AS an army of glamorous art industry movers and shakers traipsed into Frieze Art Fair’s marquee yesterday, a young woman was standing outside distributing paper leaflets for an upcoming exhibition. Not that surprising perhaps – some galleries need all the help they can get publicising themselves – except that the gallery in question was the Royal Academy. That London’s most august art institution should find itself flyering outside a tent in Regent’s Park is one measure of the extent to which the capital’s art scene now triangulates itself around Frieze.
There are others. The National Gallery’s new exhibition of works by the 18th century Venetian artist Canaletto has coincided with Frieze this week; the merry-go-round of satellite exhibitions now includes one from The Saatchi Gallery – its owner, Charles Saatchi, practically gave birth to London’s contemporary art scene as we know it, after all – called The House of the Noble Man, in a residence near Frieze, which puts Cezanne, Manet, Poussin and Picasso alongside Richter, Murakami and Hirst; and of course, Frieze now dictates the timing of the contemporary art auctions that are the most immediate signifier of the health – or otherwise – of the art market.
As far as that goes, Anders Petterson, managing director of art market analyst ArtTactic, says the mood is cautiously optimistic. After a rotten 2009, record-breaking February sales apparently signified a return to business as normal, but momentum slowed in the summer with some shows falling significantly short.
“People got carried away with the rebound earlier in the year and sellers got a little greedy with the estimates they demanded, so the summer sales were a bit down,” Petterson says. “Since then the market has revived a bit, and people are being more realistic about the situation.”
Inside the enormous marquee, the fair is its usual mix of brash colour, big statements and conceptual obscurity. There are 173 booths, each occupied by a different gallery from across the globe, representing over a thousand artists.
Here a kinetic sculpture of a carriage drawn by horses rushes past an installation of bright neon lights; there a female figures revolves in pirouette pose, face shrouded in a raggedy hood and a gun raised aloft; a vast photo of a football crowd looks out over the scene, a wall-sized Ryan McGinley nude flickers in multi-coloured half-light; an old radio spins on a record player. Familiar local names – Hirst, Kapoor, Collishaw, Emin, Gilbert & George, Offili – are greatly outnumbered by others of every nationality making work in every form. Over in a far corner, the Waddinton Gallery’s booth of works by older generations of artists – Rauschenberg, Caulfield, Tapies, even Picasso – is like a quiet sideshow of sober consideration away from the madness.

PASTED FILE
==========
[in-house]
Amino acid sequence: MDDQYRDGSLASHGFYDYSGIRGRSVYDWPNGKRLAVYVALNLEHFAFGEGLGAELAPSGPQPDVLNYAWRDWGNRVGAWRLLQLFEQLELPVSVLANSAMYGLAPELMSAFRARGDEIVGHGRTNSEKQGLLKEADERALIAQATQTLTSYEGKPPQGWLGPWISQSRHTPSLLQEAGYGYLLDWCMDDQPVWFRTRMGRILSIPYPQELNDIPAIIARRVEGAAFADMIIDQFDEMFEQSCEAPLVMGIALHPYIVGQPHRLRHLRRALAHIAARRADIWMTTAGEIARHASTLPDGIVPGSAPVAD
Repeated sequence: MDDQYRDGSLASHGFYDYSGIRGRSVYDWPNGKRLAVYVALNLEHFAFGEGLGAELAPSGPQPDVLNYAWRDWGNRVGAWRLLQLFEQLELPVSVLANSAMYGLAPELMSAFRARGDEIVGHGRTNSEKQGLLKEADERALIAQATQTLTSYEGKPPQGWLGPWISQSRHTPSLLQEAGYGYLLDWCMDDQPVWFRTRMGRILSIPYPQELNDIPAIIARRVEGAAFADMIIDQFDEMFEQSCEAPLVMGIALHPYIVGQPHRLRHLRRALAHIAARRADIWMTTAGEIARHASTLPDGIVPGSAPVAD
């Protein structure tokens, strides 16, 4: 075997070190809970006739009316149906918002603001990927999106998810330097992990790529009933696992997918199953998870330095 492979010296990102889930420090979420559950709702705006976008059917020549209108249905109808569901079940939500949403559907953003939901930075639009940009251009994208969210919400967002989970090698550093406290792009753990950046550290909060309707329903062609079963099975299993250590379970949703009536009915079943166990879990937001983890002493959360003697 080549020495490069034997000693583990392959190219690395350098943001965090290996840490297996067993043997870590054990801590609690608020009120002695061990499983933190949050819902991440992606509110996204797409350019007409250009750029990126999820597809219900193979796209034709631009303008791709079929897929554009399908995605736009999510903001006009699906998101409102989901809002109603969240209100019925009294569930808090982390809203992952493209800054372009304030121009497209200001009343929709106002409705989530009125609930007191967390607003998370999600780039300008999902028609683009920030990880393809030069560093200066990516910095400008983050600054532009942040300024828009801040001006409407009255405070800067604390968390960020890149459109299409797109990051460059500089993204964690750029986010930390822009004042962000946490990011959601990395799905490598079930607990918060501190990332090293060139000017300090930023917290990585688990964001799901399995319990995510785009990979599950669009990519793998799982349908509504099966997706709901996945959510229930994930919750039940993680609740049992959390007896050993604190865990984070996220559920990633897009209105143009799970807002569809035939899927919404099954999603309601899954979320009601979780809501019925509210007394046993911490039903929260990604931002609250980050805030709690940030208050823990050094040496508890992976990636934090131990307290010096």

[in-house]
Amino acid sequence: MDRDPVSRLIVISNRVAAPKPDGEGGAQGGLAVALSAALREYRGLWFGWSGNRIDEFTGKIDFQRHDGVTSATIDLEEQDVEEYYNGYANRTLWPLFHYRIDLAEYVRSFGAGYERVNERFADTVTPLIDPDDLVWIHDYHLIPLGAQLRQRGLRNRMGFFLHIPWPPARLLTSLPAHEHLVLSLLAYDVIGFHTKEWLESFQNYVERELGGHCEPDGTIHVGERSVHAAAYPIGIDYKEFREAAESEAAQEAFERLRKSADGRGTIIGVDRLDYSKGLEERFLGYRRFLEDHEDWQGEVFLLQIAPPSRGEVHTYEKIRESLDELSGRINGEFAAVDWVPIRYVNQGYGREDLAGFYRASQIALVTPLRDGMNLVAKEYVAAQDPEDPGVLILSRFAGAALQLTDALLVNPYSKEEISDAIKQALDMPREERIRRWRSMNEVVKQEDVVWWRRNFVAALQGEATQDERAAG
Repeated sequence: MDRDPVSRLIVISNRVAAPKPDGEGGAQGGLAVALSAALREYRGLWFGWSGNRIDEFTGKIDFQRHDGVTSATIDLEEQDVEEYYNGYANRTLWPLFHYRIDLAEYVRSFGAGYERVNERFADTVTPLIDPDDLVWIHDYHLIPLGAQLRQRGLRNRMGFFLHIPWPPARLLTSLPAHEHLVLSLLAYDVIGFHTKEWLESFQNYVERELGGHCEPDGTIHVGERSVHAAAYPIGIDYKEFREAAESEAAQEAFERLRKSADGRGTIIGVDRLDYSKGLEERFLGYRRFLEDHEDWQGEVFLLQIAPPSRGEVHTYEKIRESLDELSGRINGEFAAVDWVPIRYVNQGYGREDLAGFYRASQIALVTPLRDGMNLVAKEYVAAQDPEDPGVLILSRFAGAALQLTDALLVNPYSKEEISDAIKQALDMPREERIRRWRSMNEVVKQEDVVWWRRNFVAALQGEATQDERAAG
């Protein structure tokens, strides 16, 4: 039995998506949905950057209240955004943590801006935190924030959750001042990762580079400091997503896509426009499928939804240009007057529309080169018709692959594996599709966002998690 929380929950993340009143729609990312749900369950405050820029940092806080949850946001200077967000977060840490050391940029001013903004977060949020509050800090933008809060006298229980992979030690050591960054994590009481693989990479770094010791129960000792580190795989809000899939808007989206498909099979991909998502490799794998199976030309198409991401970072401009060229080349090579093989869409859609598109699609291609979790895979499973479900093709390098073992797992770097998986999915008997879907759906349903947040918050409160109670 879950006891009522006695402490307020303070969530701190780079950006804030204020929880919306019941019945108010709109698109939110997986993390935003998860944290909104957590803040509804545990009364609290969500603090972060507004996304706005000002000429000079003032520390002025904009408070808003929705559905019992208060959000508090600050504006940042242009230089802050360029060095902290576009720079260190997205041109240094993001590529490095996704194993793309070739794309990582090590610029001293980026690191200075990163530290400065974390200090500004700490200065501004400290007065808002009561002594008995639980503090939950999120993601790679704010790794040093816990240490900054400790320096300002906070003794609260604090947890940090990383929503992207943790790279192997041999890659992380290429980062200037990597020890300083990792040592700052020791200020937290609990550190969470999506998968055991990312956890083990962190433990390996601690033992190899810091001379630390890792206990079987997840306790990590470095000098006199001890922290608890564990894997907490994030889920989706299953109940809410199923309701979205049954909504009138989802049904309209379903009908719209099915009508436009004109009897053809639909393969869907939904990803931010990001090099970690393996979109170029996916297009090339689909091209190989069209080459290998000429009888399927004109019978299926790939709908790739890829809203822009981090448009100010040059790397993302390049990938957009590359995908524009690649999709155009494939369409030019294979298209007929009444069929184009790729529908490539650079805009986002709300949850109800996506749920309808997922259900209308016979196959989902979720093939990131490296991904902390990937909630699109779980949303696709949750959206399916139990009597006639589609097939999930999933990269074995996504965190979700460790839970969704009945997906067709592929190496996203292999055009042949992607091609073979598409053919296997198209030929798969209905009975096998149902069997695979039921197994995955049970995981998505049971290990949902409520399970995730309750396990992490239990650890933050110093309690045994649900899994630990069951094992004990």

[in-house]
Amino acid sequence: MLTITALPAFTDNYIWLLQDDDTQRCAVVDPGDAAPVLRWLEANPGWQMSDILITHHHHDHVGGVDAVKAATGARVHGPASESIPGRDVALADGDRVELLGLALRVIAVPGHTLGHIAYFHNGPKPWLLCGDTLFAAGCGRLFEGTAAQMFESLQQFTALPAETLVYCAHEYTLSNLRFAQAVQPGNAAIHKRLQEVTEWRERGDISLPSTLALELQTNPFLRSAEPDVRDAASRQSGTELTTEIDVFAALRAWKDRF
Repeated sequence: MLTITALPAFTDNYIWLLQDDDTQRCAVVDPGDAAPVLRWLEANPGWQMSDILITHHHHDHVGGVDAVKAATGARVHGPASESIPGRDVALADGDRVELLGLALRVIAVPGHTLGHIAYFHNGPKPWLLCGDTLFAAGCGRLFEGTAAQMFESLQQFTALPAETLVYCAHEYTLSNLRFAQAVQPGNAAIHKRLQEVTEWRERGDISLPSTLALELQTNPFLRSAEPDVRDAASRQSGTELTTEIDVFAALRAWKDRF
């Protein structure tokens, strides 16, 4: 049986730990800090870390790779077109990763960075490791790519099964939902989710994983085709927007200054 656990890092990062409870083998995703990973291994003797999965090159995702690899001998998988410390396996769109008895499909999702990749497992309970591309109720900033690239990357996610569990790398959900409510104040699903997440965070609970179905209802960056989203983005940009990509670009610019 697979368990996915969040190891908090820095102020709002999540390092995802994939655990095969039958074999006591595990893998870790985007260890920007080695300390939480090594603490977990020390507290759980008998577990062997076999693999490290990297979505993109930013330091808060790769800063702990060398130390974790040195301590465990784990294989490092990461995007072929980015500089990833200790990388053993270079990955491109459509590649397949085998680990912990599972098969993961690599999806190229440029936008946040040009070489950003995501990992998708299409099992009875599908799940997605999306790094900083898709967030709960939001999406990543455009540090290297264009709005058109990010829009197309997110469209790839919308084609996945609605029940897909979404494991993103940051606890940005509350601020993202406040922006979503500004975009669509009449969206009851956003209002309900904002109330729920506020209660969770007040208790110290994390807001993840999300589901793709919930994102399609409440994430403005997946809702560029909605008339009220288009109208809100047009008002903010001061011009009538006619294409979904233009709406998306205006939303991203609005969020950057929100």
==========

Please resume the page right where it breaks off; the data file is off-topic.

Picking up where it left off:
Frieze is a lot of fun and utterly overwhelming. Themes and trends? Forget it. Perhaps there’s less work that’s as brazenly, cheaply shocking as in some past years, as though contemporary art has grown up a bit. But perhaps that’s just how it seemed on one trawl around – on a return visit, things could look different entirely.
FRIEZE WEEK | OTHER ART EVENTS TAKING PLACE
Several satellite fairs take advantage of the industry hordes drawn to London for Frieze week. Art & Design Pavilion (www.padlondon.net) brings together art, design, jewellery and more from 1860 onwards. In Shoreditch, Moniker (www.monikerartfair.com) puts the spotlight on the street/urban art movement, while the Sunday Fair (www.sunday-fair.com), which actually runs from today, gives an alternative take, perhaps filling the space left by the now-departed Zoo Art Fair.
On the auctions front, the Christie’s post-war & contemporary art evening show takes place tonight; tomorrow, all eyes will be on Sotheby’s contemporary and 20th century Italian art sales.
Until Sun, Regent’s Park. www.friezeartfair.com